As I discuss in Unsettled’s Chapter 6, that conclusion is consonant with those of 2014 US National Climate Assessment and of the subsequent 2017 CSSR (its Section 9.2).

The 2020 Kossin et al. paper that Emanuel cites with great certainty to support the detection of human influences explicitly says it does not claim such, as I cover on Unsettled’s page 120:

In that study [Kossin et al;, 2020], the researchers used a new method to analyze satellite imagery of tropical cyclones to determine storm intensity. They found a short-term trend toward more intense storms in the North Atlantic basin and linked it to a multidecadal variability that “complicates detection because the climate drivers of that variability are not fully understood.” Their bottom-line conclusion reads:

Ultimately, there are many factors that contribute to the characteristics and observed changes in TC intensity, and this work makes no attempt to formally disentangle all of these factors. In particular, the significant trends identified in this empirical study do not constitute a traditional formal detection, and cannot precisely quantify the contribution from anthropogenic factors.

The fact that human influences on hurricanes have not been detected contradicts common perception among non-experts. The secondary point of why that is so (poor historical data or a signal to noise problem or something else) is important for a scientist, but too detailed to cover in a book review. It is, however, well-covered in Unsettled’s Chapter 6.

Emanuel also takes issue with “in the past century”. But century-long data are assessed in Emanuel’s 2019 paper mentioned above, papers such as Villarini and Vecchi in 2012 discuss centennial-scale reconstructions, and the CSSR mentions low confidence in “centennial trends” in its section 9.2. So Emanuel is faulting common usage in his field. C’mon, man!

In any event, I discuss the low quality of older hurricane data on Unsettled’s page 113.

Daniel Swain, Climate Scientist, University of California, Los Angeles:
[Comment from a previous evaluation of a similar claim]
While there remains no strong evidence for an increase in tropical cyclone (hurricane) frequency on a global basis, there is evidence that the most intense tropical cyclones are indeed becoming stronger in terms of maximum wind speeds and minimum central pressure[38] and are producing more extreme rainfall[39].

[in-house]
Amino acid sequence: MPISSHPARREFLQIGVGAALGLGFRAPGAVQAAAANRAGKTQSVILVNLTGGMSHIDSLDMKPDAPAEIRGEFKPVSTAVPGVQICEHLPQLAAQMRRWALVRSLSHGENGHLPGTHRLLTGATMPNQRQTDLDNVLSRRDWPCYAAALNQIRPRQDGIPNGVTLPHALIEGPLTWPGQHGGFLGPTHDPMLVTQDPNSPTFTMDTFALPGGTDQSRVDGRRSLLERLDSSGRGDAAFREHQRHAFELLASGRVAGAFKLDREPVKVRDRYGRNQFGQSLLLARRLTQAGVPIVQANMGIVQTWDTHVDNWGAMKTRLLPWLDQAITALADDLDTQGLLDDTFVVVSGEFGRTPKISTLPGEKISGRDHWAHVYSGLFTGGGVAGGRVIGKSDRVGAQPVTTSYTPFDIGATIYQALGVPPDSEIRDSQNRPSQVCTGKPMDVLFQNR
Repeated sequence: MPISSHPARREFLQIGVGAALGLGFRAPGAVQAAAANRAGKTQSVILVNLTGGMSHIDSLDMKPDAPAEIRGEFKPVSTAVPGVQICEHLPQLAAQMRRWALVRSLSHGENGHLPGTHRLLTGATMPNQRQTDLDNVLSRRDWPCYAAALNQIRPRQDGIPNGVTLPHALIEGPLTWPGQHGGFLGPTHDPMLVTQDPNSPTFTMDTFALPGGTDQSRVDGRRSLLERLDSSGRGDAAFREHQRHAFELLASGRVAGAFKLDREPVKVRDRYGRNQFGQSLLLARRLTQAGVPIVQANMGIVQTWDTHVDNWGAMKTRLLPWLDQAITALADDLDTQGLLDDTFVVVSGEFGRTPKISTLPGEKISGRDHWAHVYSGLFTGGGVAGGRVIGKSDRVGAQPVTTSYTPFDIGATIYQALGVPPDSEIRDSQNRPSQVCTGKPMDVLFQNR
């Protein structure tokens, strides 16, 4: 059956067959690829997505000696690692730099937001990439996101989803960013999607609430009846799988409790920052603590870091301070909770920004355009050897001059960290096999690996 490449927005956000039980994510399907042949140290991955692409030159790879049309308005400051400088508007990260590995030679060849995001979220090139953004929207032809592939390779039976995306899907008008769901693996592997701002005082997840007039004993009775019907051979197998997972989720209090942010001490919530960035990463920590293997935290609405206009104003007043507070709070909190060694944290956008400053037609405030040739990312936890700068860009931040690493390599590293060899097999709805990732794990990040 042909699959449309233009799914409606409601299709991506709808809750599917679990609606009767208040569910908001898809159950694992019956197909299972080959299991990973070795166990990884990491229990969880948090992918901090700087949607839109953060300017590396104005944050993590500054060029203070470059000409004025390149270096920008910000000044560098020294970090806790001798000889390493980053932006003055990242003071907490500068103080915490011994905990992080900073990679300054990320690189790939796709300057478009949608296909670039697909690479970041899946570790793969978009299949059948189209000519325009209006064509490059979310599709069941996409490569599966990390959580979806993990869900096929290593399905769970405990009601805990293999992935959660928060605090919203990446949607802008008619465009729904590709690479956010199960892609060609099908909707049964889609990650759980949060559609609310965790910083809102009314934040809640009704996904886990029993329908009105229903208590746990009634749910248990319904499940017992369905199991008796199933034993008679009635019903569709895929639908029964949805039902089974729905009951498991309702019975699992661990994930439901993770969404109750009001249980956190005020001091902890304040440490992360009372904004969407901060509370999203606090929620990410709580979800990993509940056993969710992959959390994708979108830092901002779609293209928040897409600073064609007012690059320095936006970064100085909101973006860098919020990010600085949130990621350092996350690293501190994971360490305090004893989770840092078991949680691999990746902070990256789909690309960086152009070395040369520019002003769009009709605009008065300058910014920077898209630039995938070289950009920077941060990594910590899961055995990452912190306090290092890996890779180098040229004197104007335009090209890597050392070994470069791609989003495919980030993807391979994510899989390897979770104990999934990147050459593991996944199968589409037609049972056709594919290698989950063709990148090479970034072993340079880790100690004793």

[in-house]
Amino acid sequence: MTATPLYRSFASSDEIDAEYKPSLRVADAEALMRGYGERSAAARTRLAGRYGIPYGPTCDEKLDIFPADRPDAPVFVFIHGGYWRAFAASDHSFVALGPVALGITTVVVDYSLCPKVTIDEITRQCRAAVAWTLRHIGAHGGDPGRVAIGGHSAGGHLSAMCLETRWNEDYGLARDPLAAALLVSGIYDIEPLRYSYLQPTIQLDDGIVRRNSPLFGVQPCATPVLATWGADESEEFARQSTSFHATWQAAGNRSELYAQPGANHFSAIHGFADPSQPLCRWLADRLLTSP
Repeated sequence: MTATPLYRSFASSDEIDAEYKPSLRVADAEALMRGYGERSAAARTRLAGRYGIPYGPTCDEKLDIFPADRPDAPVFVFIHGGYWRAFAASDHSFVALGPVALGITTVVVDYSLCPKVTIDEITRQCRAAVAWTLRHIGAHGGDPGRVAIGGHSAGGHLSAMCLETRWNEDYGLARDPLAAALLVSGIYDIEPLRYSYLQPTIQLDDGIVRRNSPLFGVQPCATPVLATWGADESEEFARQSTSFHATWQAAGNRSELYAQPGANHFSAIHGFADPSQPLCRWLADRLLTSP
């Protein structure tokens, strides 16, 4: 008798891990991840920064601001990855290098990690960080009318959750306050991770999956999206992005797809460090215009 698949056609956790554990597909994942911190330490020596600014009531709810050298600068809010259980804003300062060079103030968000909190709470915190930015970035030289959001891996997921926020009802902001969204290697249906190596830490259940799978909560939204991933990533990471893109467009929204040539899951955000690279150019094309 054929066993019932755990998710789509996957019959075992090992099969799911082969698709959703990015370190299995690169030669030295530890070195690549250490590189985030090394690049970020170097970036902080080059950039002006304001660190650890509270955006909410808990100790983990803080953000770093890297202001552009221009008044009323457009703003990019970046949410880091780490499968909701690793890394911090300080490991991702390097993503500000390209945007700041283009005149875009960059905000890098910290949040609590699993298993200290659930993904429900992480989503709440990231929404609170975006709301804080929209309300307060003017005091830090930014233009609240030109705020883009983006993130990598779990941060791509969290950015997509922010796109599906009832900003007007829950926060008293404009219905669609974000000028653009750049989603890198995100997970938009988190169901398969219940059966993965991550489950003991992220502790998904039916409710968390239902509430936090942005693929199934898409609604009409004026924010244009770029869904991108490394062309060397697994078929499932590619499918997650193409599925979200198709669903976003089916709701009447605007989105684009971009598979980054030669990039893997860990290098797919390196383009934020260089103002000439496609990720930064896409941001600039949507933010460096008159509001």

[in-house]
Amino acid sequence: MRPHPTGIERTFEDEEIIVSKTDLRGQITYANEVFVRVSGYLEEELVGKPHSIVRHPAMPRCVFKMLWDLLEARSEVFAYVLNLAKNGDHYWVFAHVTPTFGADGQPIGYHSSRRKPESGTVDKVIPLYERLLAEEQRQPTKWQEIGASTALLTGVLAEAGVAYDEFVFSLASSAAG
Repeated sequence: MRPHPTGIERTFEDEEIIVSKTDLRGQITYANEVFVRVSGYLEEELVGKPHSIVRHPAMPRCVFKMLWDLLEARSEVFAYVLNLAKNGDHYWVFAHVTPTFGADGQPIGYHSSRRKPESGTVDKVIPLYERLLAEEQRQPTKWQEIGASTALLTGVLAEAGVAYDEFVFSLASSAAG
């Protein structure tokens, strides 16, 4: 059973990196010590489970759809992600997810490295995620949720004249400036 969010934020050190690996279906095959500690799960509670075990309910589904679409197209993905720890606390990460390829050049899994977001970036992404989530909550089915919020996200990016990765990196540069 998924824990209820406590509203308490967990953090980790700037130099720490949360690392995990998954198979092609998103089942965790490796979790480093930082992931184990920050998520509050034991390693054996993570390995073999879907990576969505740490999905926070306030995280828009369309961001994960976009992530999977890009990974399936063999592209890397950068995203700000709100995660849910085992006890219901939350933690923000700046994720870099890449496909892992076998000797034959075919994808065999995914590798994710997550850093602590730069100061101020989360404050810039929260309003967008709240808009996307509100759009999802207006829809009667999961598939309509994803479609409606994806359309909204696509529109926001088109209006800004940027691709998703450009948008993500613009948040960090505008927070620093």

In fact, these trends are consistent with predictions regarding tropical cyclone behavior due to global warming: there is a strong expectation that the maximum potential intensity of hurricanes will increase due to rising ocean temperatures, even as the overall frequency of such storms does not change greatly or perhaps even decreases[40].

Response: This is not a criticism but rather supplementary information to the primary point. And I agree, as I write on Unsettled’s page 120:

The fact is that, while it is not unreasonable to think that warming might indeed lead to some kind of change in hurricane activity at some point, right now there simply isn’t evidence that this is happening.


”Global crop yields are rising, not falling.”

Frances Moore, Assistant Professor, University of California Davis:
While global crop yields are rising, this does not constitute evidence that climate change is not adversely affecting agriculture. IPCC estimates are that increased heat and drought resulting from anthropogenic warming will slow the rate of yield growth, not reverse it[6]. Given a growing population and rising incomes, this will place increasing strain on the global food supply. A recent paper by Ortiz-Bobea et al. (2021) found that anthropogenic warming since 1961 removed the equivalent of 7 years of productivity growth[7]. The effect is substantially more severe in warmer regions such as Africa and Latin America and the Caribbean. Moreover, the authors concluded that “Global agriculture has grown more vulnerable to ongoing climate change”.

David Lobell, Associate Professor, Stanford University: